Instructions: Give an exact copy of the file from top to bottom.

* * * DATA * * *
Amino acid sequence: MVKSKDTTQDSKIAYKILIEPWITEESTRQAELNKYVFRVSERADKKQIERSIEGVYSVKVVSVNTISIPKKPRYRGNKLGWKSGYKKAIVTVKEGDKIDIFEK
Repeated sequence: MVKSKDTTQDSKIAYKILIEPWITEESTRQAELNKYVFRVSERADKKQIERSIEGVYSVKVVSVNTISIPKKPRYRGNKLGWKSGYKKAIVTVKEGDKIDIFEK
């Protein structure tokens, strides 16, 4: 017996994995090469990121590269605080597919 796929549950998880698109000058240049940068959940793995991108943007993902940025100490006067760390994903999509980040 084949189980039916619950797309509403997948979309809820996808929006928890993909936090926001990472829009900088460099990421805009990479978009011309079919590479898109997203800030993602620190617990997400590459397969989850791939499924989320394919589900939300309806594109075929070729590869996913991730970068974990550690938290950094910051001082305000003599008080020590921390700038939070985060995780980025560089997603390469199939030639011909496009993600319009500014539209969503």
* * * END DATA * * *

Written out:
Amino acid sequence: MVKSKDTTQDSKIAYKILIEPWITEESTRQAELNKYVFRVSERADKKQIERSIEGVYSVKVVSVNTISIPKKPRYRGNKLGWKSGYKKAIVTVKEGDKIDIFEK
Repeated sequence: MVKSKDTTQDSKIAYKILIEPWITEESTRQAELNKYVFRVSERADKKQIERSIEGVYSVKVVSVNTISIPKKPRYRGNKLGWKSGYKKAIVTVKEGDKIDIFEK
């Protein structure tokens, strides 16, 4: 017996994995090469990121590269605080597919 796929549950998880698109000058240049940068959940793995991108943007993902940025100490006067760390994903999509980040 084949189980039916619950797309509403997948979309809820996808929006928890993909936090926001990472829009900088460099990421805009990479978009011309079919590479898109997203800030993602620190617990997400590459397969989850791939499924989320394919589900939300309806594109075929070729590869996913991730970068974990550690938290950094910051001082305000003599008080020590921390700038939070985060995780980025560089997603390469199939030639011909496009993600319009500014539209969503």